It seems that in the past year I have attended more kid parties than actual parties. Well, I take that back, we have had a few gatherings here at our place which I would not consider a “party” as normally considered. Rather, they were much more of a gathering. And as it turns out everyone has kids.
This past weekend was no exception. We attended a birthday party for a two year old and I got to talking with one of the guests who was the same age as me. He works for a large internet company and I had actually used his software. This lead to a discussion on the internet as a whole and I am amazed by how fast things have changed and how many years passed since we all hopped online.
So, I’ll share a few of the points with you should you care to read, but this is mostly for my benefit as I feel like writing them down.
I had my first website in 1997. It was composed using Microsoft World and simply hitting the “translate to html” button. I used free hosts like Geocities, Angelfire and Lycos. Back then it was kind of a badge of honor as most people were not yet online and most people didn’t know what URLs were nor HTTP.
During the conversation, I found I could differentiate my “internet learning” with my travels abroad. The use of Microsoft Word for websites was pre-Japan. Then I didn’t do much with it for a year or two due to a very slow internet connection (air card).
When I got my first apartment in Tokyo I started to update my page and found that the Macromedia suite was perfect. At that time “frames” were popular which were individual web pages loading at the same time to make a complete page. The problem was that to update involved changing a massive amount of links in the URLs on the page to load certain pictures and make sure they do not take up too much room.
For instance, a 1mb picture would take entirely too long to load so you had to format each picture to shrink it down to use as a thumbnail. Then you had to have the regular sized picture to display when they actually clicked on it. Therefore, to show one picture you had to have two picture files and two separate URLs. What a pain!
Then along comes blogging. I started this in 2003 and downloaded Moveabletype. The problem was I had to learn on my own how to read php script. For an entire year I struggled with this only to finally figure out that I should be using a Linux server instead of a windows one.
I cannot describe the euphoria I felt when I saw my Moveabletype page load for the first time. It took me an entire YEAR to figure out!
This lasted until I moved to San Francisco where I continued to use MT for one year. However, MT was still very ornery and I had trouble getting things to work properly. The only reason I didn’t switch to WordPress is because I wanted the challenge.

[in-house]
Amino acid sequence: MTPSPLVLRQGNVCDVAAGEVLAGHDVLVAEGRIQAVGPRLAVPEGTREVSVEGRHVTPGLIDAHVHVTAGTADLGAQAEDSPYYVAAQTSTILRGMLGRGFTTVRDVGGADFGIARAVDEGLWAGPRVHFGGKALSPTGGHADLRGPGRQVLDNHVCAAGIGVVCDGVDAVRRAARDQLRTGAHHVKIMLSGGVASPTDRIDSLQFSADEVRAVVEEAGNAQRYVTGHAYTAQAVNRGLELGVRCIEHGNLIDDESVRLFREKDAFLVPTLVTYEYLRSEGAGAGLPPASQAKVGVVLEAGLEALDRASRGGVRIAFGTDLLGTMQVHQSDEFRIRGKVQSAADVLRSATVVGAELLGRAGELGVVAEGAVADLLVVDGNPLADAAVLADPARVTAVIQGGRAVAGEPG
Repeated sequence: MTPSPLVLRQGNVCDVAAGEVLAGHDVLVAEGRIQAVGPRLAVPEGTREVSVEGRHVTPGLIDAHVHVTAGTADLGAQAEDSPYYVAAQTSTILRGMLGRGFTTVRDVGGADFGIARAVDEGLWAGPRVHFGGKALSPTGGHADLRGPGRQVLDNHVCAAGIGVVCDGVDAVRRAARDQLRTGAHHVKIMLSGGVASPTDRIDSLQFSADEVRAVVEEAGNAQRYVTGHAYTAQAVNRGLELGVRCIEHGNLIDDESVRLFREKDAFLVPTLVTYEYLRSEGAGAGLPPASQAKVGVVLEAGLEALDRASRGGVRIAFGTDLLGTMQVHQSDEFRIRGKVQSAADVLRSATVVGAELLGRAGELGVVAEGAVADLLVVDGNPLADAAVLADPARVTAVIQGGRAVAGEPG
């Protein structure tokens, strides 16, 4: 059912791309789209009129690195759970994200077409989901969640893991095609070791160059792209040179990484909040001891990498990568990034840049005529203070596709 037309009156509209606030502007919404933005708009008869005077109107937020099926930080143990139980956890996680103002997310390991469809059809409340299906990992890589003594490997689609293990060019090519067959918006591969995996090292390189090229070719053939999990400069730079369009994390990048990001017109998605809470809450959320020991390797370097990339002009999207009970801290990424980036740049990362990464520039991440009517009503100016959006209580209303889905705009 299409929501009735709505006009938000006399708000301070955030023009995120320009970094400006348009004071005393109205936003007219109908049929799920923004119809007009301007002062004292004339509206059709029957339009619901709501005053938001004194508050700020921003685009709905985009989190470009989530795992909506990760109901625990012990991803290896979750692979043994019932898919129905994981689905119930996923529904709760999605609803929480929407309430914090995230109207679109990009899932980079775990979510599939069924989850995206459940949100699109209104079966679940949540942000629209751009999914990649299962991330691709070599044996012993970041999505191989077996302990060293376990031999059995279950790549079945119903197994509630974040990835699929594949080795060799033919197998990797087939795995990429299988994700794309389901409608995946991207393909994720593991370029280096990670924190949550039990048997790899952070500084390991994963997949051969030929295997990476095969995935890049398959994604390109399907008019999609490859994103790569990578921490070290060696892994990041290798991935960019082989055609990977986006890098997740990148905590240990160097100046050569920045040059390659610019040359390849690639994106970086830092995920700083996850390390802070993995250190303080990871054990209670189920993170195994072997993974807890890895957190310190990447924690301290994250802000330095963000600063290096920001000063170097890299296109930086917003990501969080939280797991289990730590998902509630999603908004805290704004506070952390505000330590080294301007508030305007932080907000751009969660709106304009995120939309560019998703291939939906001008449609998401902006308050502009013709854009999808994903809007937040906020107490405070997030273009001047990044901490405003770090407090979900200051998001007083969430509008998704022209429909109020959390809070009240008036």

But in the end, I got sick of the challenge and installed WordPress on my host. I was amazed how simple and easy to use it was. However, this was the exact same time that Myspace and Facebook came around.
I think Myspace caught on first but most people were terrible at designing pages. You would go to their page and see a bunch of flashing stars or something combined with very loud music that would blast my eardrums without warning. Further, many people were using black backgrounds and an array of word colors which made for very hard reading.
Luckily, Facebook came soon after and the rest is history. But, what I’ve found is that the initial excitement has worn off, the friends have been “friended” and now it is settling into its “groove.” I miss the first contact phase when everyone would write catchup letters and whatnot whereas now, it is just random postings without the personal touch.
We got to talking about the Facebook philosophy regarding how many friends people have. For me, I use it as more of a “rolodex” in that if I’ve met you once we can be friends on FB whereas others prefer to keep it a bit tighter. I’ve found myself using FB less and less but when I do, it is mostly just to see what people are up to, if they’ve married and to see the picture of their kids. I still find it interesting to see how people have turned out.
Then we got to talking about the future and came to the conclusion that it is impossible to predict. How many of us knew that we would all be using the internet in 1995? Then, who knew that social networking would take off the way it did?
So I wonder what the next big thing will be. For me, I’d like to have my own personal page where I can make things work exactly as I want them to. I want my blog, my FB social network as well as my Yelp restaurant list/notes, Pandora music and just about everything else in one place and under my control.
My vision is that I pull out my tablet, turn it on and then on the desktop is my own page/portal whatever. I don’t need to click a browser or anything and have my entire life organized and ready right from the start. It would be a combination of these things.
1. Social network on the sidebar
2. My Restaurants (with menus and notes) right there
3. My wine collection
4. Bills to be paid
5. Music ready
6. GPS – to keep tabs on places I’ve been
7. Coupons (non invasive) which give me deals to come back to places I’ve been
8. News – geared specifically to the things I am interested in.
10. Career opportunities
11. Finance – Analyze my finances and tell me how I could spend less/save more
And so on and so on but in a nice beautiful format completely under my control to act as I want it to. Basically, it is my entire life available in a beautiful, clean format which I can access from anywhere.
Then, if we go even farther in the future, I want this all available on some type of sunglasses which just knows what I’m thinking about and brings up the information in my peripheral vision.
That would be cool.